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Research Papers

Control of Spray Evaporative Cooling in Automotive Internal Combustion Engines

[+] Author and Article Information
S. Jafari

Department of Engineering and Design,
School of Engineering and Informatics,
University of Sussex,
Falmer BN1 9QT, Brighton, UK
e-mail: S.Jafari@Cranfield.ac.uk

J. F. Dunne

Department of Engineering and Design,
School of Engineering and Informatics,
University of Sussex,
Falmer BN1 9QT, Brighton, UK
e-mail: j.f.dunne@sussex.ac.uk

M. Langari, J.-P. Pirault, C. A. Long, J. Thalackottore Jose

Department of Engineering and Design,
School of Engineering and Informatics,
University of Sussex,
Falmer, Brighton BN1 9QT, UK

Z. Yang

Department of Engineering,
College of Engineering and Technology,
University of Derby,
Derby DE22 3AW, UK

1Present address: Centre for Propulsion Engineering, School of Aerospace, Transport and Manufacturing (SATM), Room No. 505A, Whittle Building (52), Cranfield University, Cranfield, Bedfordshire MK43 0AL, UK.

2Corresponding author.

Contributed by the Heat Transfer Division of ASME for publication in the JOURNAL OF THERMAL SCIENCE AND ENGINEERING APPLICATIONS. Manuscript received March 22, 2017; final manuscript received January 30, 2018; published online May 7, 2018. Assoc. Editor: W. J. Marner.

J. Thermal Sci. Eng. Appl 10(4), 041011 (May 07, 2018) (11 pages) Paper No: TSEA-17-1087; doi: 10.1115/1.4039701 History: Received March 22, 2017; Revised January 30, 2018

A novel approach is proposed for precise control of two-phase spray evaporative cooling for thermal management of road vehicle internal combustion (IC) engines. A reduced-order plant model is first constructed by combining published spray evaporative cooling correlations with approximate governing heat transfer equations appropriate for IC engine thermal management. Control requirements are specified to allow several objectives to be met simultaneously under different load conditions. A control system is proposed and modeled in abstract form to achieve spray evaporative cooling of a gasoline engine, with simplifying assumptions made about the characteristics of the coolant pump, spray nozzle, and condenser. The system effectiveness is tested by simulation to establish its ability to meet key requirements, particularly concerned with precision control during transients resulting from rapid engine load variation. The results confirm the robustness of the proposed control strategy in accurately tracking a specified temperature profile at various constant load conditions, and also in the presence of realistic transient load variation.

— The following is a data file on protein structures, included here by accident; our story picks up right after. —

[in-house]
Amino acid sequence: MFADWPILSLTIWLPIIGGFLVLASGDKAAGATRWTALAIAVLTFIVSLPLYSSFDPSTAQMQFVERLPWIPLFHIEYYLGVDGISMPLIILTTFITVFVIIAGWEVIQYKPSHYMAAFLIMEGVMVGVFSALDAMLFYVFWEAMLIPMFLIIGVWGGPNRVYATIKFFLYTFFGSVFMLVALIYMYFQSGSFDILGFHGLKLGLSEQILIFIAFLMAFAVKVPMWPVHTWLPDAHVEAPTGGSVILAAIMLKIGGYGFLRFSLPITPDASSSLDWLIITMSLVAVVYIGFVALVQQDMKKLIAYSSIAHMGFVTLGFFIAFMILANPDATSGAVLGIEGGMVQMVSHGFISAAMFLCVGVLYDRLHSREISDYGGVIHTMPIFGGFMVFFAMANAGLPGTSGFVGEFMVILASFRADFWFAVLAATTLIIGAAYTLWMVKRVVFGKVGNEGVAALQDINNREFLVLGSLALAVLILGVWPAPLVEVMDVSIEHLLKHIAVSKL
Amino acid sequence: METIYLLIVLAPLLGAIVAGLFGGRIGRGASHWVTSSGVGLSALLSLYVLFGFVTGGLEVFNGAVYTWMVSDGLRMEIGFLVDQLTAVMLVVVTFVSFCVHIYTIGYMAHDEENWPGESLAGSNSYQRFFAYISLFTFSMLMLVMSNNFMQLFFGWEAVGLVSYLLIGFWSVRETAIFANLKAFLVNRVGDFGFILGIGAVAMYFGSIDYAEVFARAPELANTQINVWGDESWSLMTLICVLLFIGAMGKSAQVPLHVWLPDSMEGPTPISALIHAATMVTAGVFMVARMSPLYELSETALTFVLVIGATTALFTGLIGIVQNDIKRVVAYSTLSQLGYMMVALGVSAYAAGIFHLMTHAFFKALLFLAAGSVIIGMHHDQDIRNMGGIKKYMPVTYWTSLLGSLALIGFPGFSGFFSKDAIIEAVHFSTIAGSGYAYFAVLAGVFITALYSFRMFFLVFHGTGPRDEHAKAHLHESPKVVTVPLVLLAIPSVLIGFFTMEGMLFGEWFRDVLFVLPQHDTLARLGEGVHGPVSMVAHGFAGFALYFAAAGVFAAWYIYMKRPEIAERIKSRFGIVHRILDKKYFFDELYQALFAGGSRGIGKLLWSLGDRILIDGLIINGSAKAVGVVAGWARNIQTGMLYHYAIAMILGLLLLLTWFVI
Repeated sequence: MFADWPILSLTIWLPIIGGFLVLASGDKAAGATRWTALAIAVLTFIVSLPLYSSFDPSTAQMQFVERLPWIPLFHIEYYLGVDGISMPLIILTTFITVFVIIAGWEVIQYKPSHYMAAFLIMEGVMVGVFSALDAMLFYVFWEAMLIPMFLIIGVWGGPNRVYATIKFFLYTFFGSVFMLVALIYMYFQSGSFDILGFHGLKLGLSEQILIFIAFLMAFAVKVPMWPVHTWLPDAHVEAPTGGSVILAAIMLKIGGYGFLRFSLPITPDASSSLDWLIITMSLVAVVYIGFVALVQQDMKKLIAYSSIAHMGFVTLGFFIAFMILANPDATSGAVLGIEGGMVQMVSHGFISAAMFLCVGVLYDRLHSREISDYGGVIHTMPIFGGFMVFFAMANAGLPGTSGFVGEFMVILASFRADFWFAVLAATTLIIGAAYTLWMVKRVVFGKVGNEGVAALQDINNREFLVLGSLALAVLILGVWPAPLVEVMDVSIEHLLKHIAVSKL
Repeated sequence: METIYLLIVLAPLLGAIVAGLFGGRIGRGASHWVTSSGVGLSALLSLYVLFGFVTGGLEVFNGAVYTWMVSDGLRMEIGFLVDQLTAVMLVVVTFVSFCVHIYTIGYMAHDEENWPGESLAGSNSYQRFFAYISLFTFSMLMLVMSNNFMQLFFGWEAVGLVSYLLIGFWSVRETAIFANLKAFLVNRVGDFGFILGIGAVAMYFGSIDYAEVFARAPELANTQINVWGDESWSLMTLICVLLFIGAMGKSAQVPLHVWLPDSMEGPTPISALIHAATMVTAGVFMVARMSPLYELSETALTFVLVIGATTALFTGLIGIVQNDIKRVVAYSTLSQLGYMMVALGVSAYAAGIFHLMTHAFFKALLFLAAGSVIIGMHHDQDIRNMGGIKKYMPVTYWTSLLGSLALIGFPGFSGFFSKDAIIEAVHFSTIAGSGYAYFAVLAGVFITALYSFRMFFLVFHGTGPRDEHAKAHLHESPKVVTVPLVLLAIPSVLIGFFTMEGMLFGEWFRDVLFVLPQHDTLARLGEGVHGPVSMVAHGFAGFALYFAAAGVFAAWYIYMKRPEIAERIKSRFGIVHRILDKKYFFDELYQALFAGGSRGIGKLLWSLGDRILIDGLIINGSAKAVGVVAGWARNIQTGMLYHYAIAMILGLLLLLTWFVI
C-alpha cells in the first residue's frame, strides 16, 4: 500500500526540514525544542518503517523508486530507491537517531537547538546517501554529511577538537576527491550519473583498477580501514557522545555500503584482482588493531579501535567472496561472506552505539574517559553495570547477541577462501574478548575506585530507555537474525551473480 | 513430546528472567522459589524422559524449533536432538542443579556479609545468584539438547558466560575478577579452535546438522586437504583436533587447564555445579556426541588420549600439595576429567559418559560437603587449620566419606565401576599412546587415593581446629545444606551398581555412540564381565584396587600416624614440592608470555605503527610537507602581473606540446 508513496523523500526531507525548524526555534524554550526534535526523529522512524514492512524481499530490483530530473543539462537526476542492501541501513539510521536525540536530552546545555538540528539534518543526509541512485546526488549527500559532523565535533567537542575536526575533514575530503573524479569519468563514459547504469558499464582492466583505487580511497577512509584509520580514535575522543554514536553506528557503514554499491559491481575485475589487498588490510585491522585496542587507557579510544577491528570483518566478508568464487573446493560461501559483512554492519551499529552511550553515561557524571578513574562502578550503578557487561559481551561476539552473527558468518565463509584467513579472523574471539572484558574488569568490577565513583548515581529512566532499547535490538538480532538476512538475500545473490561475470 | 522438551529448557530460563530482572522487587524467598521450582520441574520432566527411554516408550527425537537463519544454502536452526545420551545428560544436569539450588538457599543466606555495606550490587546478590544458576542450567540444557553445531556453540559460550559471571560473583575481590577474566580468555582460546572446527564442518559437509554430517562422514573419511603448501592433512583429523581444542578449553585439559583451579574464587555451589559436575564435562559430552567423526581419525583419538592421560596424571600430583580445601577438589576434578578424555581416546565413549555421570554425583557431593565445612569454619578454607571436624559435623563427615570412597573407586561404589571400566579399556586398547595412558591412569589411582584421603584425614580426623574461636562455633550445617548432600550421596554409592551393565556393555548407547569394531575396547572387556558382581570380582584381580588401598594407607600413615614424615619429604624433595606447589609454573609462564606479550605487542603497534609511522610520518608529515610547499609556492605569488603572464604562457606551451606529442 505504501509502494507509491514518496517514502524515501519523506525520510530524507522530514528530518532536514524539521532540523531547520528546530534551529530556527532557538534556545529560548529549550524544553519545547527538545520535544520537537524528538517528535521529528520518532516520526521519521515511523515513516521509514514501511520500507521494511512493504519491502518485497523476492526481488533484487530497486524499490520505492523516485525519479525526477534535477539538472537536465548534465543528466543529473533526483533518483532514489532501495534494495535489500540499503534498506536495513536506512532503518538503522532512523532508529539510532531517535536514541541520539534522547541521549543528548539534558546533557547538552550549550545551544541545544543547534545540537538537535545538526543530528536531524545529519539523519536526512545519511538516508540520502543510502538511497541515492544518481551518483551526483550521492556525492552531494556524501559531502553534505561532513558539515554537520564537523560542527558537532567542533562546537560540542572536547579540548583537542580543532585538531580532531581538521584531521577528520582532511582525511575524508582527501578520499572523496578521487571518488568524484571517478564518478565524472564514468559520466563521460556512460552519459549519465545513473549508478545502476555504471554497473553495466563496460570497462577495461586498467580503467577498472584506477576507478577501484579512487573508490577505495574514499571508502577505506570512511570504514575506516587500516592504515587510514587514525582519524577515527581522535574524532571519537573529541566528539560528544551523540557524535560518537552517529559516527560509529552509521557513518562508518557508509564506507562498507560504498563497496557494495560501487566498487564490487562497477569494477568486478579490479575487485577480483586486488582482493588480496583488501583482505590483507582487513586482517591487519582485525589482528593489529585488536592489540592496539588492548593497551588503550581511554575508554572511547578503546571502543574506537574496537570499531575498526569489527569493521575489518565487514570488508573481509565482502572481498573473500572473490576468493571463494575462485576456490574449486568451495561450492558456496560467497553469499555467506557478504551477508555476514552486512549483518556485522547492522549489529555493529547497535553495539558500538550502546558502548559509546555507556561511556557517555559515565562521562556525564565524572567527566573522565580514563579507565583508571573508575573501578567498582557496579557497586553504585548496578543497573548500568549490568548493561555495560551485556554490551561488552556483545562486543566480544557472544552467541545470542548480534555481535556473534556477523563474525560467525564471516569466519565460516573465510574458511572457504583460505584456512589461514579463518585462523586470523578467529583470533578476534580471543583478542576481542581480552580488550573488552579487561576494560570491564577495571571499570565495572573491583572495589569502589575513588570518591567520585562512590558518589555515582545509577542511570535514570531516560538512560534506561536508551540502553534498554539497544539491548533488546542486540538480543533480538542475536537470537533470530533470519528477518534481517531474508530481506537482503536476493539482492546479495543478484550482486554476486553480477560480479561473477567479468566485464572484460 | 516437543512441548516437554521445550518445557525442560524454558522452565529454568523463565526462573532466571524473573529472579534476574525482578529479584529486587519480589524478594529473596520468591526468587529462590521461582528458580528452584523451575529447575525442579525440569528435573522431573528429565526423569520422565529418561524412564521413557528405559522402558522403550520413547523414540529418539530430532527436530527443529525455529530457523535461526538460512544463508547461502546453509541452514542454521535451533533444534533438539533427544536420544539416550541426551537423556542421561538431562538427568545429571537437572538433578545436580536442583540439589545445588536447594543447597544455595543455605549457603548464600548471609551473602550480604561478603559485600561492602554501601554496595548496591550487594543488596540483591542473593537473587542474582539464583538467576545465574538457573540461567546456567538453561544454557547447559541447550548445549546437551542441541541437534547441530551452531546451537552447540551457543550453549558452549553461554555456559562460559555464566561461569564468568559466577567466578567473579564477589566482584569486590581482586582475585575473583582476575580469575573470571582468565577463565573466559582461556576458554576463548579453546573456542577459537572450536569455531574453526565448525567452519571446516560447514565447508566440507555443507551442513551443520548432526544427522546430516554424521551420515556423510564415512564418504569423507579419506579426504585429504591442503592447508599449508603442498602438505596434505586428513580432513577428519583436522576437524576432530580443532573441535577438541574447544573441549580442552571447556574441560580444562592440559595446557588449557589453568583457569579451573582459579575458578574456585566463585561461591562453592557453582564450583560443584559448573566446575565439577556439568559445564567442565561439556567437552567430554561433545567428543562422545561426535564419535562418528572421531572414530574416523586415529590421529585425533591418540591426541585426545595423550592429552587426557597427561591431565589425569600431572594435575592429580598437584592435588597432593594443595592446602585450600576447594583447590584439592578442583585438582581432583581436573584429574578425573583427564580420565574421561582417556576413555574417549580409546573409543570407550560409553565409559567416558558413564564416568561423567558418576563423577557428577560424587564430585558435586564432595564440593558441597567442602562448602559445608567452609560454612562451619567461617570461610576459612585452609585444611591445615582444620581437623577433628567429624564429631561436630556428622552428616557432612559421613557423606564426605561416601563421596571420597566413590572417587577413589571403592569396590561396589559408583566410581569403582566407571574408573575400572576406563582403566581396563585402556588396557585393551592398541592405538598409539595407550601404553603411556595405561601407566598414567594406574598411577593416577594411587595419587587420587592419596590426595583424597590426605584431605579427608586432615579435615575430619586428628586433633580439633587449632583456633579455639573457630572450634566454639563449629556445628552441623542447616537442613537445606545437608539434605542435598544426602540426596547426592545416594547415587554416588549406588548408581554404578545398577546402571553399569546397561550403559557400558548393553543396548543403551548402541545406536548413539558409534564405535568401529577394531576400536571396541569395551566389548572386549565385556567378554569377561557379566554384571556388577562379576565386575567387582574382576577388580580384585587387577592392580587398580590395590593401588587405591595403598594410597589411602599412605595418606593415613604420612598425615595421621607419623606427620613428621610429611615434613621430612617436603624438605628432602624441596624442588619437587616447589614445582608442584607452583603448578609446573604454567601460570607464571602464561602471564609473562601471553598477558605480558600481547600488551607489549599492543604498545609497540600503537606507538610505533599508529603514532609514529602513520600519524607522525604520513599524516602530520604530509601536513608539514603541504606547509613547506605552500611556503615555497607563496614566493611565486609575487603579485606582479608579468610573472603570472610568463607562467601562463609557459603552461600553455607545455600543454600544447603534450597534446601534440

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Figures

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Fig. 1

Values of heat transfer coefficient in different cooling techniques, taken from Ref. [1]

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Fig. 2

Schematic diagram of a spray cooling system and relevant parameters

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Fig. 3

Schematic diagram of the spray cooling control structure

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Fig. 4

Simulink model for the spray cooling system with associated controller

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Fig. 5

Prescribed variations of (a) coolant-side wall temperature and (b) heat flux in the compatibility scenario

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Fig. 6

Variation of (a) coolant delivery temperature and pressure difference across the injector nozzle and (b) coolant mass flow rates in the compatibility scenario

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Fig. 7

Variations with time of the coolant-side and gas-side wall temperatures in the compatibility scenario

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Fig. 8

Prescribed variation of heat flux with time in the robustness scenario

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Fig. 9

Variation of (a) coolant delivery temperature and pressure difference across the injector nozzle and (b) coolant mass flow rates in robustness scenario

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Fig. 10

Variations with time of the coolant-side and gas-side wall temperatures in the robustness scenario

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Fig. 11

Prescribed variation with time of the coolant-side wall temperature and heat flux in the engine test scenario

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Fig. 12

Variations with time of (a) coolant delivery temperature and pressure difference across the injector nozzle and (b) coolant mass flow rates in the engine test scenario

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Fig. 13

Variations with time of the coolant-side and gas-side wall temperatures in the engine test scenario

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